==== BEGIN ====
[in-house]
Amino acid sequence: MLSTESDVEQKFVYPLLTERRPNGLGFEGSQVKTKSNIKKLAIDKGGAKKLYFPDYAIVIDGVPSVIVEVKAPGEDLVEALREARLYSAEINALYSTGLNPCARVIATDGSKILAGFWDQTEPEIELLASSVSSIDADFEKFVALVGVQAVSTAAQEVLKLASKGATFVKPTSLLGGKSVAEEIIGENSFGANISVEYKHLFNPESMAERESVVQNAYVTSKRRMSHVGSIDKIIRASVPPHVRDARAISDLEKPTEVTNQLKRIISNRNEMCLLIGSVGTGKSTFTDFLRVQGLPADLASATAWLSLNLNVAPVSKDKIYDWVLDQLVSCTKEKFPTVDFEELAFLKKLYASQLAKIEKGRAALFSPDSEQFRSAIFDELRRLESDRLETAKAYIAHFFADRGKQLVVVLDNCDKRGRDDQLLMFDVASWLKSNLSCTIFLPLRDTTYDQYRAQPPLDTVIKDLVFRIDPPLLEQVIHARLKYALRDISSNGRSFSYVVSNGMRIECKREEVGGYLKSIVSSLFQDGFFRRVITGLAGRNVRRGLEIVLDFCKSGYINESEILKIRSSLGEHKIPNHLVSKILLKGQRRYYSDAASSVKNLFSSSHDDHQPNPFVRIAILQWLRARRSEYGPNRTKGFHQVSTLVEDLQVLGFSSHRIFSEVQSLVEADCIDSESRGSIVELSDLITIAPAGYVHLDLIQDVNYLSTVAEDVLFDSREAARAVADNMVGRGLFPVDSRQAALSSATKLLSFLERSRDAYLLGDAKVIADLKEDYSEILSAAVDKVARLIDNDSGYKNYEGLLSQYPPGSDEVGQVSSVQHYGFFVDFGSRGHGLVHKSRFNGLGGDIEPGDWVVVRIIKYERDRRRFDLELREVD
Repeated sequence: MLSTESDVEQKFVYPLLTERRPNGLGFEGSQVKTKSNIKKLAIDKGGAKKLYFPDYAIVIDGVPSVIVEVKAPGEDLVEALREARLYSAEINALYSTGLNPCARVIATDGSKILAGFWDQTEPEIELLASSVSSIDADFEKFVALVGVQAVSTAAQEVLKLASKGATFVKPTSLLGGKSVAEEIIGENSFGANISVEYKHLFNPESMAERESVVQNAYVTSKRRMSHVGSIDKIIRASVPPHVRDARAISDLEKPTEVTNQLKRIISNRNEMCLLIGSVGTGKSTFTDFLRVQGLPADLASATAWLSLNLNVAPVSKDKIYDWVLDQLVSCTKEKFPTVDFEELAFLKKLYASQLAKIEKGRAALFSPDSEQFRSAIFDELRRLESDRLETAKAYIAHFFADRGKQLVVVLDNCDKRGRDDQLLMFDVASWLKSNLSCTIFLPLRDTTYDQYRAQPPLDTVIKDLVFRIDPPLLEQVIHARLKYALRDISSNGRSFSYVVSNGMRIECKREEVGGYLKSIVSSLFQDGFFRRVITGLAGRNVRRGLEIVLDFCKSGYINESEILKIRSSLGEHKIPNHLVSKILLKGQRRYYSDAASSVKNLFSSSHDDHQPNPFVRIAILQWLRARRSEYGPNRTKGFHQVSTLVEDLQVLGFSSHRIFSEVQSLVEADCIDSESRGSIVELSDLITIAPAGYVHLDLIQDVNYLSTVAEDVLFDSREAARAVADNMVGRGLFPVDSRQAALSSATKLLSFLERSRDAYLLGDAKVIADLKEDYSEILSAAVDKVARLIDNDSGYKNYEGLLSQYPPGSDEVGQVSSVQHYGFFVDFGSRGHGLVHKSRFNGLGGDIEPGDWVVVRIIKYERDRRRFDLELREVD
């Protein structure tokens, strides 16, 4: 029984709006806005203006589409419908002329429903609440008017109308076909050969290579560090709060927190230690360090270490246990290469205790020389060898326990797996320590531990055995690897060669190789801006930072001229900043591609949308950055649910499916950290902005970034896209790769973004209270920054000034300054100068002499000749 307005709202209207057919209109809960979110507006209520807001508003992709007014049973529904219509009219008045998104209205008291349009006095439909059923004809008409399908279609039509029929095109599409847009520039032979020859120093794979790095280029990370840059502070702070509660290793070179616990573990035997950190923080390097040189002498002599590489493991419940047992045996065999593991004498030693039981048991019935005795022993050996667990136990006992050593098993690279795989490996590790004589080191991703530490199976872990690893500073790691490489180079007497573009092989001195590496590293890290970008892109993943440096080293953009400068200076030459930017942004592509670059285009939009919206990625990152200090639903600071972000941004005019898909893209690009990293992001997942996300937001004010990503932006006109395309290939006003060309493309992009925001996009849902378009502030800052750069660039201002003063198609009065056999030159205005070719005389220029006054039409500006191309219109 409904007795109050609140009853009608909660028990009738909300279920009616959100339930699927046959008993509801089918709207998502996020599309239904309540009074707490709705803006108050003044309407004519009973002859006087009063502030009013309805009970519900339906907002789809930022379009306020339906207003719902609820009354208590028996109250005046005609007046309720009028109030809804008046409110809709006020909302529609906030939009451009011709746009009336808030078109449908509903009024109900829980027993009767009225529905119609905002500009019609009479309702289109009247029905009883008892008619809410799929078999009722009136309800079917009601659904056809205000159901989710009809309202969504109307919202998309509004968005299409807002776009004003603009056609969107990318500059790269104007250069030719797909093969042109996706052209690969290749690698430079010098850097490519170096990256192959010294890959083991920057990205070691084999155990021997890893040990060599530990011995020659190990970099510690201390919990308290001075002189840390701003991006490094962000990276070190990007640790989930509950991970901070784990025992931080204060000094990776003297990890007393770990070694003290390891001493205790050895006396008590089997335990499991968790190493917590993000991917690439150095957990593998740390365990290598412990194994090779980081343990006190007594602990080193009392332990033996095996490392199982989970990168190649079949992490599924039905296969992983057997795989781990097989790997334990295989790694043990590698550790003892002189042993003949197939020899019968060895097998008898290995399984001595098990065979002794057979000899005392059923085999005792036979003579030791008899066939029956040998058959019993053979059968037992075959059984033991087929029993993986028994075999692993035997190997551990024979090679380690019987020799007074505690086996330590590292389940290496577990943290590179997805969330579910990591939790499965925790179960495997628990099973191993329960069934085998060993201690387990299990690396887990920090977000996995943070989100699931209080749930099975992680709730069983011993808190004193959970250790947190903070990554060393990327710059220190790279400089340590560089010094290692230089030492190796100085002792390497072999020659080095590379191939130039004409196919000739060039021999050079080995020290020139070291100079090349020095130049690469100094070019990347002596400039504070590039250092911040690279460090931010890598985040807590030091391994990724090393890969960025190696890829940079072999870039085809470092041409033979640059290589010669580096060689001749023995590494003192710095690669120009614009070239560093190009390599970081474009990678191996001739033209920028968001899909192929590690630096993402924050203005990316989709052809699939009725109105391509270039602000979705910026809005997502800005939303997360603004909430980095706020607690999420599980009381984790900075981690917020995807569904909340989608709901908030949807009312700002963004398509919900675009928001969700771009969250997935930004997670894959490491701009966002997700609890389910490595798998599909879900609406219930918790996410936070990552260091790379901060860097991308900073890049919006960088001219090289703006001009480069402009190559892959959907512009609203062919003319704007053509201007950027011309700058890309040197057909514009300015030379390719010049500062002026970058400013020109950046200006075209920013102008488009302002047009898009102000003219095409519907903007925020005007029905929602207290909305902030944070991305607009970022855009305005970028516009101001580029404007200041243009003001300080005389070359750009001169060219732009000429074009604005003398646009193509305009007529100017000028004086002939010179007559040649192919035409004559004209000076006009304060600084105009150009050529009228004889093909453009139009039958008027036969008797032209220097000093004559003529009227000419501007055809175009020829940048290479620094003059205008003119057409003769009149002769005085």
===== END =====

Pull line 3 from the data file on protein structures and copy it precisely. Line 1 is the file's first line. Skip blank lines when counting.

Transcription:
Repeated sequence: MLSTESDVEQKFVYPLLTERRPNGLGFEGSQVKTKSNIKKLAIDKGGAKKLYFPDYAIVIDGVPSVIVEVKAPGEDLVEALREARLYSAEINALYSTGLNPCARVIATDGSKILAGFWDQTEPEIELLASSVSSIDADFEKFVALVGVQAVSTAAQEVLKLASKGATFVKPTSLLGGKSVAEEIIGENSFGANISVEYKHLFNPESMAERESVVQNAYVTSKRRMSHVGSIDKIIRASVPPHVRDARAISDLEKPTEVTNQLKRIISNRNEMCLLIGSVGTGKSTFTDFLRVQGLPADLASATAWLSLNLNVAPVSKDKIYDWVLDQLVSCTKEKFPTVDFEELAFLKKLYASQLAKIEKGRAALFSPDSEQFRSAIFDELRRLESDRLETAKAYIAHFFADRGKQLVVVLDNCDKRGRDDQLLMFDVASWLKSNLSCTIFLPLRDTTYDQYRAQPPLDTVIKDLVFRIDPPLLEQVIHARLKYALRDISSNGRSFSYVVSNGMRIECKREEVGGYLKSIVSSLFQDGFFRRVITGLAGRNVRRGLEIVLDFCKSGYINESEILKIRSSLGEHKIPNHLVSKILLKGQRRYYSDAASSVKNLFSSSHDDHQPNPFVRIAILQWLRARRSEYGPNRTKGFHQVSTLVEDLQVLGFSSHRIFSEVQSLVEADCIDSESRGSIVELSDLITIAPAGYVHLDLIQDVNYLSTVAEDVLFDSREAARAVADNMVGRGLFPVDSRQAALSSATKLLSFLERSRDAYLLGDAKVIADLKEDYSEILSAAVDKVARLIDNDSGYKNYEGLLSQYPPGSDEVGQVSSVQHYGFFVDFGSRGHGLVHKSRFNGLGGDIEPGDWVVVRIIKYERDRRRFDLELREVD